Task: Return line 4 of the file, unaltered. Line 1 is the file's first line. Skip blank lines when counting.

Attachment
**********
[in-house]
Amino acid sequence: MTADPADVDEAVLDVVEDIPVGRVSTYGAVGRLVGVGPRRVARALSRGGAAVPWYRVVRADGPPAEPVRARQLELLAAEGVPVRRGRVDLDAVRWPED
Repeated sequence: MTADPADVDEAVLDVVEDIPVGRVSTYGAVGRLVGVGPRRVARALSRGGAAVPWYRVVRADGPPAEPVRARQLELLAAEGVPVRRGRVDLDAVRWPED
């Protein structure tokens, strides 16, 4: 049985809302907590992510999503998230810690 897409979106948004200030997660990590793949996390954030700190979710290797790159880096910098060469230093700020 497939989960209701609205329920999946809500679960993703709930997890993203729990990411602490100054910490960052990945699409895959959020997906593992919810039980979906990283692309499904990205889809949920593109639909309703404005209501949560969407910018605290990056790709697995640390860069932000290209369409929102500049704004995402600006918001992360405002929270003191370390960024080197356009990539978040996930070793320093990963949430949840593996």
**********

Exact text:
């Protein structure tokens, strides 16, 4: 049985809302907590992510999503998230810690 897409979106948004200030997660990590793949996390954030700190979710290797790159880096910098060469230093700020 497939989960209701609205329920999946809500679960993703709930997890993203729990990411602490100054910490960052990945699409895959959020997906593992919810039980979906990283692309499904990205889809949920593109639909309703404005209501949560969407910018605290990056790709697995640390860069932000290209369409929102500049704004995402600006918001992360405002929270003191370390960024080197356009990539978040996930070793320093990963949430949840593996």